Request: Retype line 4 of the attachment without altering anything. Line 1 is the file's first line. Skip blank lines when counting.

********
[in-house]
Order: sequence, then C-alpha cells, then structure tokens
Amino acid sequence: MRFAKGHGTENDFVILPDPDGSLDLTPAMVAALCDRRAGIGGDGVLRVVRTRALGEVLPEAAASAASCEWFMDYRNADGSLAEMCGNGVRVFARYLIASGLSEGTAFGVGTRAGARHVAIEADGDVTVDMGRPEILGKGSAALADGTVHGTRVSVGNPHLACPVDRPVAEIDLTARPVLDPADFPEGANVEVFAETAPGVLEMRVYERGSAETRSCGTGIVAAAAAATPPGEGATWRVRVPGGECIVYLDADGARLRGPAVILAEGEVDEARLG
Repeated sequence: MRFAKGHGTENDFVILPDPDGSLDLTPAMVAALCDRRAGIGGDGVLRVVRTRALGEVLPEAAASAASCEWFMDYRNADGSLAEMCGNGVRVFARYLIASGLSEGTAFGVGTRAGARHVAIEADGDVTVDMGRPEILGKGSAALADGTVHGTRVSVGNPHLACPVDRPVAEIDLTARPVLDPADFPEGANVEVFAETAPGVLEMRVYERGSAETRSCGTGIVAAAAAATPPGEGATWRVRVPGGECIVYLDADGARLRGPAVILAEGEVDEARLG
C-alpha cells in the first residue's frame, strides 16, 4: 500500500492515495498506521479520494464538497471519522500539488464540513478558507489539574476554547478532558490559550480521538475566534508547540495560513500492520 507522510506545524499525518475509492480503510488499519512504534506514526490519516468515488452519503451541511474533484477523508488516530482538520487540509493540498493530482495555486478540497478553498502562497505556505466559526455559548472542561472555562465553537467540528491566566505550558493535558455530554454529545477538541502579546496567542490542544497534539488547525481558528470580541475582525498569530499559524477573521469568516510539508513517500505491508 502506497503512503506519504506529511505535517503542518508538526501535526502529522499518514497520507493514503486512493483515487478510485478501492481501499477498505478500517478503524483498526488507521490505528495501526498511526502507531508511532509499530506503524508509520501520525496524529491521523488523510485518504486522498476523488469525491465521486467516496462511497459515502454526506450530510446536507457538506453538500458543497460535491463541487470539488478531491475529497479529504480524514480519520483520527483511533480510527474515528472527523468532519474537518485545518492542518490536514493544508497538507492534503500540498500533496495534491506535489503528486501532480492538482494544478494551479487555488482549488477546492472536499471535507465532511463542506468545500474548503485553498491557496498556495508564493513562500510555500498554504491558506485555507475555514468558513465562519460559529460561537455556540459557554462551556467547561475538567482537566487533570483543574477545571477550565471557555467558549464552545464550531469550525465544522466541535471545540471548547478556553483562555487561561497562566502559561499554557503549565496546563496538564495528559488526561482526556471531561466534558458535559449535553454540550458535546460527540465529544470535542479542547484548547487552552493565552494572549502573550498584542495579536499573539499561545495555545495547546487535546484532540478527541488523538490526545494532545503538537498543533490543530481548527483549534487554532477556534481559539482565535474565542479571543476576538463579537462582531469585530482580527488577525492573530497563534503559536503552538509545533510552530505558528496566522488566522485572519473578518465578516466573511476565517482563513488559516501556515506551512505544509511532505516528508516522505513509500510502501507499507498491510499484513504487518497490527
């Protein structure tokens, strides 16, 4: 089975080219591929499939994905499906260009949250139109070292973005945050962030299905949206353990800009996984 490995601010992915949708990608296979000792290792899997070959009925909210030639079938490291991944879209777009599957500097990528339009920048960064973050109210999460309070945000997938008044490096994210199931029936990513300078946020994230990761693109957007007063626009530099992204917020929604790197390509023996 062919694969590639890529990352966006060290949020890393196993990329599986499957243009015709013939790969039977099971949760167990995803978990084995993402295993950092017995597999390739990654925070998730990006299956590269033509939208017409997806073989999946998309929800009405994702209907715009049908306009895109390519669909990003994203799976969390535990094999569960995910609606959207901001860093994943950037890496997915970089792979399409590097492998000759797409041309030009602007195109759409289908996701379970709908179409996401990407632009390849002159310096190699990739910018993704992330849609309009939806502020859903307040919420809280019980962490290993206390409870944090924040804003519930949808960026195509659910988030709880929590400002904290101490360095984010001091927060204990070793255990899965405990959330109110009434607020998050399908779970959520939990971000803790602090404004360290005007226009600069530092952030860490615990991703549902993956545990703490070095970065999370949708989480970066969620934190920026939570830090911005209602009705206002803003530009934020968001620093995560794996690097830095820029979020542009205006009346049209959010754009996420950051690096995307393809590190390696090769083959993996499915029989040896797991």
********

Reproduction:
Repeated sequence: MRFAKGHGTENDFVILPDPDGSLDLTPAMVAALCDRRAGIGGDGVLRVVRTRALGEVLPEAAASAASCEWFMDYRNADGSLAEMCGNGVRVFARYLIASGLSEGTAFGVGTRAGARHVAIEADGDVTVDMGRPEILGKGSAALADGTVHGTRVSVGNPHLACPVDRPVAEIDLTARPVLDPADFPEGANVEVFAETAPGVLEMRVYERGSAETRSCGTGIVAAAAAATPPGEGATWRVRVPGGECIVYLDADGARLRGPAVILAEGEVDEARLG